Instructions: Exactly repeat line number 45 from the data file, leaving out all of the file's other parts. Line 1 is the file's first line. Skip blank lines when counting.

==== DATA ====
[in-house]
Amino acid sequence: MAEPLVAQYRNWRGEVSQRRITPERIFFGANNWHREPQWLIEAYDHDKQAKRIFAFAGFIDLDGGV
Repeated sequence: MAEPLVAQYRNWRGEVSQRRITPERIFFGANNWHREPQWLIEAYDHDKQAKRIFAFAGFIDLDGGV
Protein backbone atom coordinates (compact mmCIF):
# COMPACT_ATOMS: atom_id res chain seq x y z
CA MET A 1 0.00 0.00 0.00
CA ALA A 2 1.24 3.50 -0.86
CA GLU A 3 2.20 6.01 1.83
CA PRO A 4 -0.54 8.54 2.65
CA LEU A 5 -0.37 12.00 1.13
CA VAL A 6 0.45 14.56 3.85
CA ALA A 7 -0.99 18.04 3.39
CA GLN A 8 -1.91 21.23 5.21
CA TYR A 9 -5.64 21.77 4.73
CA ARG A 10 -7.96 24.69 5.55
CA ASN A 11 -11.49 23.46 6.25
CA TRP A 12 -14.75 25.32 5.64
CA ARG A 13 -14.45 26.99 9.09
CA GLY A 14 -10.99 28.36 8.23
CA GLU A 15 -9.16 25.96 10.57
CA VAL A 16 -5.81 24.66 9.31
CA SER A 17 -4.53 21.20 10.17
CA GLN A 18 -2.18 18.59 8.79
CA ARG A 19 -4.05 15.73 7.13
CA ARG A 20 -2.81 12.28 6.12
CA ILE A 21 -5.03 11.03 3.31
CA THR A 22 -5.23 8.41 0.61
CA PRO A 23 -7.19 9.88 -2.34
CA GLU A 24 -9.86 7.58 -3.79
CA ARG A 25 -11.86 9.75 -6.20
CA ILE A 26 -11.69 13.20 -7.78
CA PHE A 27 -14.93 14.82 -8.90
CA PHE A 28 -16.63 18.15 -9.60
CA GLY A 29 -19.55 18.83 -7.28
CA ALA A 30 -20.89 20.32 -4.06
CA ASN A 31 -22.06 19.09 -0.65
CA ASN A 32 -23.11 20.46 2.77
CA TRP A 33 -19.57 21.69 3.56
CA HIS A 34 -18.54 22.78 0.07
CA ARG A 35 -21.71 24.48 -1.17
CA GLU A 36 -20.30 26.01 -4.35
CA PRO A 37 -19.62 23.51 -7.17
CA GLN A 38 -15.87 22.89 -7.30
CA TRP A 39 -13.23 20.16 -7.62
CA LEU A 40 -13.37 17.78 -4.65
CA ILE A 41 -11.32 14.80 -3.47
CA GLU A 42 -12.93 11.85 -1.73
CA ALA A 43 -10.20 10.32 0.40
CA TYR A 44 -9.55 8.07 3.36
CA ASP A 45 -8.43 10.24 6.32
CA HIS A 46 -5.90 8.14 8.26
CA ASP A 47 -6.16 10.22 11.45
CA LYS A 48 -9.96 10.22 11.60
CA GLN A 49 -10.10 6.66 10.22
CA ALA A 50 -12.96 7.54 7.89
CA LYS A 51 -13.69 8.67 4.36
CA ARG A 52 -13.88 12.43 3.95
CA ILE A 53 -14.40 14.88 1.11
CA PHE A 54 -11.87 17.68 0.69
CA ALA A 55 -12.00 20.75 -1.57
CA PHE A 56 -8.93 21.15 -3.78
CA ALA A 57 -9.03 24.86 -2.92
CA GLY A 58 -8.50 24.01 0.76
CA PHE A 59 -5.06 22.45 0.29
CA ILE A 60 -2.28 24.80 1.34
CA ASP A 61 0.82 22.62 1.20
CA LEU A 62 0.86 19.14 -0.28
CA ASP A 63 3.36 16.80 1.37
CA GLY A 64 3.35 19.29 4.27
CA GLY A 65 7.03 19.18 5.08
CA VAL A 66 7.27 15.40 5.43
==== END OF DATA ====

CA LEU A 40 -13.37 17.78 -4.65